Zorx Electronics
Eurorat - Funque Mod

Eurorat - Funque Mod

by Ellison Wolf

Truth be told, though I tell everyone that I’m from Kalamazoo, Michigan, I am in fact from Portage, Michigan, one town over from Kalamazoo. Why would I do this? Well, one town sounds funky and memorable, and the other…kinda sounds like it is. Growing up [ahem] Kalamazoo there was a pretty great music scene and it’s the birthplace of quite a few musical instrument companies, so when I got into music I scrimped until I could afford a Gibson Les Paul, which was originally made in Kalamazoo [the original building where they were made, with Gibson spelled out spelled out on the smokestack can still be seen near downtown—at least the last time I was there]. My strings? They were GHS Boomers from nearby Battle Creek. My first distortion pedal? Well, if you know your music/geographic history, then you’ll know that Pro Co, the makers of the famous RAT distortion pedal were also from Kalamazoo. If I could have procured a vintage Gibson tube amp I would have had a total hometown setup. Even my cables were local, again from Pro Co. Who would ever say I wasn’t really from Kalamazoo with this setup? I was a homer through and through. I even had a “Yes, there really is a Kalamazoo” bumper sticker on my car. I was—and—remain a Kalamazooian. At least in heart and spirit.
Like most electric guitar players, I’ve had too many distortion, fuzz, buzz, overdrive, etc. pedals to name, but the RAT has always had a soft spot in my heart—being my first—even if it didn’t always have a place on my pedal board.
Funque Mod’s EuroRAT is a recreation of the beloved pedal in Eurorack form, from the circuit down to the 80s-ish styling on the front panel, so I was interested to see how the RAT sound as a whole would translate to modular, as sadly my RAT passed on many years ago, having drowned in a flooded basement, never to distort again. Not my fault.
Funque Mod designed the circuit as faithfully as they could and even dropped the +12 volts that Eurorack runs off of down to 9 volts before bringing it back up to modular level again. The controls are familiar to anyone who’s ever seen a RAT: Distortion, Filter, and Volume. One input, one output, a tiny LED shining through the faceplate, and that’s the grand tour. Nothing else to it.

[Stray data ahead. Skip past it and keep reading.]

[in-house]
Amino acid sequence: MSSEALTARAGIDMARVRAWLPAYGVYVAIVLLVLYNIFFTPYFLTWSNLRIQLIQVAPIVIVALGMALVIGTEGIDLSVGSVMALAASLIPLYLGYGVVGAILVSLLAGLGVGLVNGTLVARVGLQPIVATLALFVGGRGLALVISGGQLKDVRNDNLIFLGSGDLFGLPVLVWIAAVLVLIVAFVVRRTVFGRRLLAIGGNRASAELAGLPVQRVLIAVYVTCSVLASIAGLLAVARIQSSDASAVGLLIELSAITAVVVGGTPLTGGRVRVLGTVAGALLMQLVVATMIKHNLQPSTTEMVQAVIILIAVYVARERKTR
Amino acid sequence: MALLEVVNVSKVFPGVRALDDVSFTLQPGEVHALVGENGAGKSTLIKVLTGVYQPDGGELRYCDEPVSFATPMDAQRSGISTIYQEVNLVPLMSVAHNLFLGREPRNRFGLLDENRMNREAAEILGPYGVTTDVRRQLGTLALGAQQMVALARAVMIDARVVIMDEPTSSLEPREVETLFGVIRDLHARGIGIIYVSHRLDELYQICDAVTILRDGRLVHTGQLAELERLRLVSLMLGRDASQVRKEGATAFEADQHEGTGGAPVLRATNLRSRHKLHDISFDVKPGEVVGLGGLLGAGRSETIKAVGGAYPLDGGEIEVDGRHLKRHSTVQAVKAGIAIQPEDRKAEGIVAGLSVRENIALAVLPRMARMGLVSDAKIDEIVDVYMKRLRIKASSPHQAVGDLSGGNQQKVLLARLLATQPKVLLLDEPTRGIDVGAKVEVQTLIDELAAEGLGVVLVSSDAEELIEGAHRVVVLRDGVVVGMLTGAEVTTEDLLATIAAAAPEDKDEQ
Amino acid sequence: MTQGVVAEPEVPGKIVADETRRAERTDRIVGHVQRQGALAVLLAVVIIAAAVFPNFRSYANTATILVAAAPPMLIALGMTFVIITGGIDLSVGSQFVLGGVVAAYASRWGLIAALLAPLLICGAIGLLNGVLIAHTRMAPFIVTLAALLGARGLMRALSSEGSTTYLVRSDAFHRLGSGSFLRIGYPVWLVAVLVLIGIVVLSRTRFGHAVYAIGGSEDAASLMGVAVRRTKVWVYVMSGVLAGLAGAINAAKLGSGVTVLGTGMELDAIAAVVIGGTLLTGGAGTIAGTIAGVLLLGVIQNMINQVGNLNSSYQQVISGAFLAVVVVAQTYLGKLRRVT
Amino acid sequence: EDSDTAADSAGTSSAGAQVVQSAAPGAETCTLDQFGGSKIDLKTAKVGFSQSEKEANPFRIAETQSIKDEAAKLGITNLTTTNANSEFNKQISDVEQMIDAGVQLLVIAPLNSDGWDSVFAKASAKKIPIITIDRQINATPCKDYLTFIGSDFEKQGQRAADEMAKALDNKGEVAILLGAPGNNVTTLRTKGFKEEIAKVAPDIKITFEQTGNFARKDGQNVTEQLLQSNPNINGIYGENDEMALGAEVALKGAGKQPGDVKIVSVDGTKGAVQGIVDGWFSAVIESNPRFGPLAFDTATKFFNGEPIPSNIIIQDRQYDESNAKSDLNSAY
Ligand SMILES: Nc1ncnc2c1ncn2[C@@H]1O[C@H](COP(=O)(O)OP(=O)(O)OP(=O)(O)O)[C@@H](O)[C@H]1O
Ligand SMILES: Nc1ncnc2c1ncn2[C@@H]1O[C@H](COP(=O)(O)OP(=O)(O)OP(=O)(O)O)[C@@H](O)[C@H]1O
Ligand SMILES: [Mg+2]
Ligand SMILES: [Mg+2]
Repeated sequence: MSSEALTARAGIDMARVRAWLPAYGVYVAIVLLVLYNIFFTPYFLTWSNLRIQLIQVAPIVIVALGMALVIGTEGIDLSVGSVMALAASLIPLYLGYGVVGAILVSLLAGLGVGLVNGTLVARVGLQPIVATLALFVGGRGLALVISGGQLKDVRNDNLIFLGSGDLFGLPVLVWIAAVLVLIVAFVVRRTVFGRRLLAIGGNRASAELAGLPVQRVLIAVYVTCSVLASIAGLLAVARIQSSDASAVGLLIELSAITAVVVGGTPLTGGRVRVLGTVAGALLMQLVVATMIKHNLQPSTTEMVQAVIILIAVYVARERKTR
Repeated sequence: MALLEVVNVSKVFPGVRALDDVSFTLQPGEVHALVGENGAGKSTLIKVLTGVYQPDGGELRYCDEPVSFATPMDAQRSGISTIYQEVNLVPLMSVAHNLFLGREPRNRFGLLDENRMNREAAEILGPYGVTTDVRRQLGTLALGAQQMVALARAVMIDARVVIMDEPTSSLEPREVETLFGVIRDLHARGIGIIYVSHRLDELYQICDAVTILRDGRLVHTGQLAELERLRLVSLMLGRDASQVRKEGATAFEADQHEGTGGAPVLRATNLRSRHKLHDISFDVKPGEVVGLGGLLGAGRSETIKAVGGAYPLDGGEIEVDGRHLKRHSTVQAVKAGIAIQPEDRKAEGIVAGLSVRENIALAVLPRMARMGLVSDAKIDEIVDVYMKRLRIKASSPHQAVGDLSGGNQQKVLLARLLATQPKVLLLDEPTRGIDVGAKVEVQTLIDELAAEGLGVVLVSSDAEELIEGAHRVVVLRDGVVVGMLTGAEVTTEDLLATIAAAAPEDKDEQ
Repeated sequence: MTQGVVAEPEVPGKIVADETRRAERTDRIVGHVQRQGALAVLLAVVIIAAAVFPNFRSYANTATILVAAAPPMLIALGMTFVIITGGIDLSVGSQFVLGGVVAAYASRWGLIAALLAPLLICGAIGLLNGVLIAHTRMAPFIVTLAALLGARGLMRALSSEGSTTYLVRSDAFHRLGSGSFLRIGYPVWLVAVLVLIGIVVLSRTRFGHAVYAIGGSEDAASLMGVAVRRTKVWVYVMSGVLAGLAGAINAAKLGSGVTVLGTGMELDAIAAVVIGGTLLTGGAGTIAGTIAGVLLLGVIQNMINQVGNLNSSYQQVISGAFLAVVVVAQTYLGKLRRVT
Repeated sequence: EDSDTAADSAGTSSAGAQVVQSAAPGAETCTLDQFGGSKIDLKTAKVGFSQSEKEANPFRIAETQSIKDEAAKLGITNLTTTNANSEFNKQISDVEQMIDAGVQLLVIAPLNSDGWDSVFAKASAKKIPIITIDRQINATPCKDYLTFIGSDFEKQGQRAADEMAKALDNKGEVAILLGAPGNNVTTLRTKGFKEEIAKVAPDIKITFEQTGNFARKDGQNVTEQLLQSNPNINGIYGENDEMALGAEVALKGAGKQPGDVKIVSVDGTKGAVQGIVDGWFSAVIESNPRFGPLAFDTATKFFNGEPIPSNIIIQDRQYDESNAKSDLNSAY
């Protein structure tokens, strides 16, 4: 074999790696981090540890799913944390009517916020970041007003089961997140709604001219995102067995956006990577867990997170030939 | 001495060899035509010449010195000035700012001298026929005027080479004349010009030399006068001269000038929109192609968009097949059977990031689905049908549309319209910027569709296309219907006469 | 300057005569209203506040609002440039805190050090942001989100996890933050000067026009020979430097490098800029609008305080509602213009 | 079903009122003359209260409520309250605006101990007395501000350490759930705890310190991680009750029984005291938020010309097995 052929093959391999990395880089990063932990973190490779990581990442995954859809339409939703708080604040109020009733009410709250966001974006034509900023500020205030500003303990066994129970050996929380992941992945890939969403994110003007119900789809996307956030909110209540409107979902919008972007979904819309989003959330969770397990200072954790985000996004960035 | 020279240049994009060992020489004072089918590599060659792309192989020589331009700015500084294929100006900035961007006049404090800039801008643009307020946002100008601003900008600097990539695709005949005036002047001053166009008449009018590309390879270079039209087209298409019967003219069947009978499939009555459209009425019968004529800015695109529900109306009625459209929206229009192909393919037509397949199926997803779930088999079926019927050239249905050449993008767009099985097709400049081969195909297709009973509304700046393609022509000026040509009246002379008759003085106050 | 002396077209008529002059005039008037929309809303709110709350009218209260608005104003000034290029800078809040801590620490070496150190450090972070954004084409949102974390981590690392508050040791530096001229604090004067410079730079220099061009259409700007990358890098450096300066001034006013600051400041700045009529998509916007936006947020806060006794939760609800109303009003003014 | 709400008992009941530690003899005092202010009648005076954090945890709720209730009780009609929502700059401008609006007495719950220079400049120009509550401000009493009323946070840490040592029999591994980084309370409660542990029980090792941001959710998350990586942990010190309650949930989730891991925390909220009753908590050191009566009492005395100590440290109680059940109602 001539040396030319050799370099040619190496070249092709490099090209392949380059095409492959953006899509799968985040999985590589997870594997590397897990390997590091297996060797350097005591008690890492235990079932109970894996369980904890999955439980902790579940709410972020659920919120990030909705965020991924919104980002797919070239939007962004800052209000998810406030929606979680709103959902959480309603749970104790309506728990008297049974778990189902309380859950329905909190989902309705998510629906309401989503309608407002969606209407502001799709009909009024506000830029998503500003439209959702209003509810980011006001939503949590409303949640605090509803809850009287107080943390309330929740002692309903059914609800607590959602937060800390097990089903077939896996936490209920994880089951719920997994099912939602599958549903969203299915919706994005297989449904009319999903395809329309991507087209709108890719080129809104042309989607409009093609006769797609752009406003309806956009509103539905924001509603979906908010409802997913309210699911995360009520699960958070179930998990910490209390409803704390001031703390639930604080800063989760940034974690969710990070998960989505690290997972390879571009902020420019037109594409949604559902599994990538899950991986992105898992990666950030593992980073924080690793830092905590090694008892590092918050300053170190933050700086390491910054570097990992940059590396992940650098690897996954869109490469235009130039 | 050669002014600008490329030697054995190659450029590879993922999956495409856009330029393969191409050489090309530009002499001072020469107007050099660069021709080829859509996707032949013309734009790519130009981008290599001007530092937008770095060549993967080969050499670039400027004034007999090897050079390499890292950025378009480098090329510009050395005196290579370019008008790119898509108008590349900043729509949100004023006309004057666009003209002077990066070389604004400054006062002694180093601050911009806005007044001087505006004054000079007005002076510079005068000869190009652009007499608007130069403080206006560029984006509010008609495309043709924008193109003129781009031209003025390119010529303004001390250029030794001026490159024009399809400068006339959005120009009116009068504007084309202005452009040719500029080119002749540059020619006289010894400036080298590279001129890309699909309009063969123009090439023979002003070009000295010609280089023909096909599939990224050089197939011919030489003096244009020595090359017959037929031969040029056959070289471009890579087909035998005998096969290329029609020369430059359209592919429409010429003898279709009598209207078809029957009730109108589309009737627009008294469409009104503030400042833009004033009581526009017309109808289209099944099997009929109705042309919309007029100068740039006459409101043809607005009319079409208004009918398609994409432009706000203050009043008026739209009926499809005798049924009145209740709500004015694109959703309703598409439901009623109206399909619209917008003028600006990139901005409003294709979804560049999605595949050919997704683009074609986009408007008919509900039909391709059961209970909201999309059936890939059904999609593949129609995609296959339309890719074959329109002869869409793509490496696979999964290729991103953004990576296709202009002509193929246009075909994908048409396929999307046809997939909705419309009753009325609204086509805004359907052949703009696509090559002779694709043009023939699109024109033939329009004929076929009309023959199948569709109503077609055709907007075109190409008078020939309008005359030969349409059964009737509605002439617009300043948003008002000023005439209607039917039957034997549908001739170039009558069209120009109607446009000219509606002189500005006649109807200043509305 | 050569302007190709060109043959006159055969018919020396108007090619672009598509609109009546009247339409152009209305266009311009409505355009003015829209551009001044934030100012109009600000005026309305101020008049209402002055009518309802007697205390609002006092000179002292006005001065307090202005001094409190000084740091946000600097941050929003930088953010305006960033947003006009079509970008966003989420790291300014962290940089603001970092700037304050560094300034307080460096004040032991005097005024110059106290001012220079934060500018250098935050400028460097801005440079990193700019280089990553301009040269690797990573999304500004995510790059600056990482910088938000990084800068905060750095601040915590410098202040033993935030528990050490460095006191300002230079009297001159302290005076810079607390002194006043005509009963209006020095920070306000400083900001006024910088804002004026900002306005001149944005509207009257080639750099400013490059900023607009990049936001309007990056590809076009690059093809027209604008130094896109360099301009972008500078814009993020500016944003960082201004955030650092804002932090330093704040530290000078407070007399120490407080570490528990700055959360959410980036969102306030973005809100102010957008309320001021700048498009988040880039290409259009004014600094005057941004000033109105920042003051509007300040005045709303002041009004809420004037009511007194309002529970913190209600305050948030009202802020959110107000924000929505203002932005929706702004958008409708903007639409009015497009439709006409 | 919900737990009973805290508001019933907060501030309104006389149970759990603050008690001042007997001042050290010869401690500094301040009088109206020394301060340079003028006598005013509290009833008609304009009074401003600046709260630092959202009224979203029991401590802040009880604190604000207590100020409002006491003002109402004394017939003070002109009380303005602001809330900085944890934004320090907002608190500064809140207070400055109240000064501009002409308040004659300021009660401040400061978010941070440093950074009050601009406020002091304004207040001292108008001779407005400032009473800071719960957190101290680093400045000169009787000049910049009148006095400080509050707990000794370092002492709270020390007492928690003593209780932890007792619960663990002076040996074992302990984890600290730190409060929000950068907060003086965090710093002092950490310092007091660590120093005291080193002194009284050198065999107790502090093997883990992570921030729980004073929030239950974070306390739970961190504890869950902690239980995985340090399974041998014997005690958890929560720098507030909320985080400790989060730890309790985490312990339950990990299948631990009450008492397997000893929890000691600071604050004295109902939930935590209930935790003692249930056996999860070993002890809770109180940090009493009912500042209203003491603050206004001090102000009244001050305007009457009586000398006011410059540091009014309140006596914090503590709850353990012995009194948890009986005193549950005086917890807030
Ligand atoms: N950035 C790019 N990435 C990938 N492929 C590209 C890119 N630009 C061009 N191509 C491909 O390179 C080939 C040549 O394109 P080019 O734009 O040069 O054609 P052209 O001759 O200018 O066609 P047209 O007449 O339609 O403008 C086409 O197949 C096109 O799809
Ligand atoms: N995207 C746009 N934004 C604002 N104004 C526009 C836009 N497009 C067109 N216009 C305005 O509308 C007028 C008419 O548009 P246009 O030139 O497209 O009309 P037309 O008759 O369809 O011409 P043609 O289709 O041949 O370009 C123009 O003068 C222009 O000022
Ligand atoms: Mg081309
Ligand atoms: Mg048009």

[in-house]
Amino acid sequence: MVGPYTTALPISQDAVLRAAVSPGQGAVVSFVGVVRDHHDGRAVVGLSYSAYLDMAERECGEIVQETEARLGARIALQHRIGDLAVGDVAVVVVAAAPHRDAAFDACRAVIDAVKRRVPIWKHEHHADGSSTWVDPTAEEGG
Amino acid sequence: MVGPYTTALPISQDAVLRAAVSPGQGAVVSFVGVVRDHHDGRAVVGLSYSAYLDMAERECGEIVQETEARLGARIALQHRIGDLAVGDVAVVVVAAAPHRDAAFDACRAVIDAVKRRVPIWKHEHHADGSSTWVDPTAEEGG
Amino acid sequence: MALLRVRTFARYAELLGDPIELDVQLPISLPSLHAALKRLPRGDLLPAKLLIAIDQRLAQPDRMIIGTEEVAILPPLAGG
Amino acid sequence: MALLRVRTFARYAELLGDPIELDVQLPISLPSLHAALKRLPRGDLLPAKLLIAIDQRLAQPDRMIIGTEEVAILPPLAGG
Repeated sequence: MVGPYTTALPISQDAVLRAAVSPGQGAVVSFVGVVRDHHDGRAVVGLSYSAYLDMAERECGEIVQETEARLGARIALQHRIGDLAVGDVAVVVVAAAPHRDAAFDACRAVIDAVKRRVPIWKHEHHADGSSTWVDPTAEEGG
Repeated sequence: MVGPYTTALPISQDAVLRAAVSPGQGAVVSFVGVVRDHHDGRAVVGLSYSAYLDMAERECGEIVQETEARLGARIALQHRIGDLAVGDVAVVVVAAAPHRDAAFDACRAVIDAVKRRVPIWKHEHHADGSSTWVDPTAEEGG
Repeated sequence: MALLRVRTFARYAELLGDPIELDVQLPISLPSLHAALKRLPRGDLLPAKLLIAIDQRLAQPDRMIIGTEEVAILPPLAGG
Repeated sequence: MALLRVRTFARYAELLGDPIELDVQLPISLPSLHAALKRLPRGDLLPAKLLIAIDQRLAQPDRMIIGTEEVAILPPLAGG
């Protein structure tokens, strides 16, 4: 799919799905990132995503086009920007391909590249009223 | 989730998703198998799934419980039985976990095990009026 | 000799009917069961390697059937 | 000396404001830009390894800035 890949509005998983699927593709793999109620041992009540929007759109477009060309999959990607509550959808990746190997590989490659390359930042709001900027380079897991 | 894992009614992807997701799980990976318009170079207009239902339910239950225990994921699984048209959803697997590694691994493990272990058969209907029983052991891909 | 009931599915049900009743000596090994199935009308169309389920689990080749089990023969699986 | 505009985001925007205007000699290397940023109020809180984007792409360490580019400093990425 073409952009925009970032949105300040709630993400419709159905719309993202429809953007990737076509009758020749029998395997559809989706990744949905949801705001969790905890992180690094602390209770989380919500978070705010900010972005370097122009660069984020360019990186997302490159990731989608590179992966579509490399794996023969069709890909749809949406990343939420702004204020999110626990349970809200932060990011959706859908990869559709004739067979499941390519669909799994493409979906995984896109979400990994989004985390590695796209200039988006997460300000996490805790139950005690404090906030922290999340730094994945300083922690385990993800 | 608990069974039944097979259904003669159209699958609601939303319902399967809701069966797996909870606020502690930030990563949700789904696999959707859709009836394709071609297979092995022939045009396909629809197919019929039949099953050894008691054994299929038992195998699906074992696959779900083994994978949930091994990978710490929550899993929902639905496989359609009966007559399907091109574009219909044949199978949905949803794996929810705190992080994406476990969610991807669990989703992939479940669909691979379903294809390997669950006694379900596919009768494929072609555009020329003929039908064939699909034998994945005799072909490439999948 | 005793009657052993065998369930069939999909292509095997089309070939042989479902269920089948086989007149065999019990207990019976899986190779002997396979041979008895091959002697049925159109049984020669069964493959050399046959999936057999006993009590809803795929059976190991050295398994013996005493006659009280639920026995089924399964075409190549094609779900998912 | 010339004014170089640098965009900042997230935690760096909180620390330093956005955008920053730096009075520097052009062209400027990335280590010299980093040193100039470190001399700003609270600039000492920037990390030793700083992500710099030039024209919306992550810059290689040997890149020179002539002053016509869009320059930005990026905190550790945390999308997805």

The Eurorat has the RAT’s sonic character down pretty well. For melody lines, bass lines, kick drum it sounded buzzy as it should, and pretty nice. I ran some other percussive elements as well and with everything cranked I got some nice droney buzz in the background. Actually, I wish I could have harnessed just the buzz, or separated it from the output somehow as it alone was also quite nice. I love me a good buzzy drone. I can see a lot of applications where using the Eurorat in a patch, whether as a main sculpting component or just to buzz up part of the rhythm or something, and I really liked using it with snare, to get some nasty sounds. Perhaps not particularly versatile, but the original RAT wasn’t either, and that’s kind of a hallmark of a classic. It’s got distinction.
I do wish there was a bypass switch to go from distorted to clean [and vice versa], and all the better if this was CV’able. During testing I noticed that the Distortion knob had almost no effect from 12:00 to fully CCW, giving the Distortion a very narrow overall range of variance, and this was verified when I put it through my Mordax DATA’s spectrograph to see if there were any added harmonics while I turned the knob in that range.
There are a lot of storied guitar pedals out there and it’s nice to see the RAT get its due in modular format. While there’s not a lot of nuance to the Eurorat, it’s kind of a one trick pony…er RAT, it’s a solid trick and if you’re a fan of the RAT, you’ll probably be a fan of the Eurorat, too.

4 HP +12v 14mA -12v 1mA
Price: $135